A Message from the Office of the Chief of Police regarding the Proposed Foot Patrol Legislation
From The Office of the
Chief Of Police
Since assuming the role of the chief of the San Francisco Police Department in the summer of 2009, my primary goal has been to make San Francisco the safest large city in America . In order to accomplish this goal, I have evaluated the organizational structure of the SFPD and restructured the organization to improve efficiency, effectiveness and accountability.
My key barometer of effectiveness is COMPSTAT , an organizational management tool that uses crime data to help officers identify problems and devise strategies to reduce crime and improve the quality of life of residents. Each commanding officer’s ability to meet established objectives is measured through this process.
As chief, it is my responsibility to deploy resources under my command to meet the community policing vision of this department. As a city department head, I am accountable to the community through the elected head of the city government’s executive branch (the mayor), and through a civilian commission appointed jointly by the chief executive (the mayor) and the elected legislative body (the Board of Supervisors). Ultimately, my success or failure is subject to review by these governmental entities that constitutionally represent the community.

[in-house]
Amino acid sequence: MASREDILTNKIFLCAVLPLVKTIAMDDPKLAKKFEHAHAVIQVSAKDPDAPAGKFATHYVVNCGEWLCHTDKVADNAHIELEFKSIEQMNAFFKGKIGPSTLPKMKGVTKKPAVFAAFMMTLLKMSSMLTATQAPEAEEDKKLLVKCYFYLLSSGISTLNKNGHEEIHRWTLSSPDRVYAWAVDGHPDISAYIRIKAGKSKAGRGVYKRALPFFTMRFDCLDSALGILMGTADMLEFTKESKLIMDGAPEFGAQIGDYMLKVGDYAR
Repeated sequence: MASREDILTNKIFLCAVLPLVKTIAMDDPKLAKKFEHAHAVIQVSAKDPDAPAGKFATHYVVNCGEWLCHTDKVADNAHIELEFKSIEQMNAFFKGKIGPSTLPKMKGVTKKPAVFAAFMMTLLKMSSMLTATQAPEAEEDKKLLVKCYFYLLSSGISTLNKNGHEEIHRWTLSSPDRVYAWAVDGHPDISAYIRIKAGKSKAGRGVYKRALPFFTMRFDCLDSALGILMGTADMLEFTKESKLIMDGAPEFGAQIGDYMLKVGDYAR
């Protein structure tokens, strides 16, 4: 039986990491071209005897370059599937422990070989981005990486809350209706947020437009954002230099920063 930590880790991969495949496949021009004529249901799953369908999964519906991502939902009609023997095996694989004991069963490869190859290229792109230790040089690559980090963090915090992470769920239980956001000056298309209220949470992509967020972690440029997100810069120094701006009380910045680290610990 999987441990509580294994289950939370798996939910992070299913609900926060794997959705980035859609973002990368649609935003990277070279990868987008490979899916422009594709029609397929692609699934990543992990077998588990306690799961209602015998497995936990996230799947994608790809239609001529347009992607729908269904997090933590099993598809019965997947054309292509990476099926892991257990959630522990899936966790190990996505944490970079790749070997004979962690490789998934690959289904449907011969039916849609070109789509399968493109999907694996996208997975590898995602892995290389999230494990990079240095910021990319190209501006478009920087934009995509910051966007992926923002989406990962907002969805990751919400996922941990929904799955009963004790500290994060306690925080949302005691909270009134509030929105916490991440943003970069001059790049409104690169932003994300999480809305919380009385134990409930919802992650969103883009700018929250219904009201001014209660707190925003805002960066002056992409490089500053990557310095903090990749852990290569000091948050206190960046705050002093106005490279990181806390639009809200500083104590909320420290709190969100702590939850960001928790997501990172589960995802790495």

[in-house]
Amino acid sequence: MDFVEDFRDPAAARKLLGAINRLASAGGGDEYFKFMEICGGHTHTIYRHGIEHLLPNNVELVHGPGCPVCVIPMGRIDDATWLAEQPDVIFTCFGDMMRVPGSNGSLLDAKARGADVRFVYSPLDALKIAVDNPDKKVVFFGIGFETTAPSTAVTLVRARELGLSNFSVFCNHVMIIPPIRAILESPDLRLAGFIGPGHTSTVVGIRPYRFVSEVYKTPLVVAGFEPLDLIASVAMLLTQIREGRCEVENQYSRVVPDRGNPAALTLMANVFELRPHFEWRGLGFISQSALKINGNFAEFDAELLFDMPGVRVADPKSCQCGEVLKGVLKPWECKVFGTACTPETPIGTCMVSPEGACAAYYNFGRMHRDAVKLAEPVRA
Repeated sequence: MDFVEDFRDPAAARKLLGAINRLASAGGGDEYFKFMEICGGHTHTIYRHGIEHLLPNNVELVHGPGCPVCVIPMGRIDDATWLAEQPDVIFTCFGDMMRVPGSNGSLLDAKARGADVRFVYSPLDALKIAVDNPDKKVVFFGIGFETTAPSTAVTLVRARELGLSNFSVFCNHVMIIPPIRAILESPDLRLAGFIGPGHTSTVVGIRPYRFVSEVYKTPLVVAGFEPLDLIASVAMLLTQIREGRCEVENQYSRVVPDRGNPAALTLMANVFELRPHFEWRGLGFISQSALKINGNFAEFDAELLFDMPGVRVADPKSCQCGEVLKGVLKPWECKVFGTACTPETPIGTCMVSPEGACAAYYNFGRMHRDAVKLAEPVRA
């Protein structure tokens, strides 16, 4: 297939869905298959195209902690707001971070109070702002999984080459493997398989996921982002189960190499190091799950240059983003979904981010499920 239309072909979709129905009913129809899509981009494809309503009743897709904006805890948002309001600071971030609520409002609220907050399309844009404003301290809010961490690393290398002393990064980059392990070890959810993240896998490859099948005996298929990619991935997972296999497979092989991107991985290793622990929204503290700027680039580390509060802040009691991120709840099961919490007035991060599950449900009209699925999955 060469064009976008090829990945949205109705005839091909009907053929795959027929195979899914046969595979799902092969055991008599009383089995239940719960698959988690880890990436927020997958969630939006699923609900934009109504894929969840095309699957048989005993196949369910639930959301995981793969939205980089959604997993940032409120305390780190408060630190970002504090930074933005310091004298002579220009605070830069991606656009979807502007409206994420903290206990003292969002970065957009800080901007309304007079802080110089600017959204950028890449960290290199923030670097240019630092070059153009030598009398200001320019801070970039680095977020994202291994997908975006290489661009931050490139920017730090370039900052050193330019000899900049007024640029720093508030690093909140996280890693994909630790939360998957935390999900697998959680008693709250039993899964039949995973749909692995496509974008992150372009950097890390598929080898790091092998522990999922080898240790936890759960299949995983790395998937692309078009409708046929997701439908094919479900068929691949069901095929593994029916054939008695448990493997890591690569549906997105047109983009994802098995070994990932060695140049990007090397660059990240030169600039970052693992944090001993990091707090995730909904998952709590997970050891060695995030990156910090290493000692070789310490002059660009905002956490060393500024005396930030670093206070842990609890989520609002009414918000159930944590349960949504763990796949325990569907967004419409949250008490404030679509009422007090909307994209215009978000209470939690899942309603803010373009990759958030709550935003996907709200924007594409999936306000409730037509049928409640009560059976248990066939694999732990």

This system allows for a balance between the executive and legislative branches of government. When one branch oversteps its role, the balance is tilted and the effectiveness of government is impaired. Many Americans, both in San Francisco and across the country, would point to this imbalance as an example of government failing to properly understand the constitutional roles afforded each branch.
The San Francisco Board of Supervisors has proposed two pieces of legislation that would directly impact my ability as chief to provide effective and efficient public safety. One of these pieces, which would establish a community-based foot-beat patrol program, directs subordinates under my command to establish staffing levels absent my direction or control. The second, which seeks to require the police department to itemize the cost of dignitary protection, would jeopardize the safety of public officials who receive valid threats against themselves or their loved ones. These legislative proposals directly circumvent my ability to lead this department effectively. This ultimately makes the goal of making San Francisco the safest large city in America more difficult to achieve.
I would ask San Franciscans to thoughtfully reflect on the ramifications of these proposed pieces of legislation. As I hope I have communicated, my concern is that such mandates will negatively impact the ability of the SFPD to meet critical public safety goals — goals that have been made that much more daunting during these challenging economic times.
Chief of Police
San Francisco Police Department
* To Download or View A Message From Chief George Gascón to the Board of Supervisors Regarding this issue, Click Here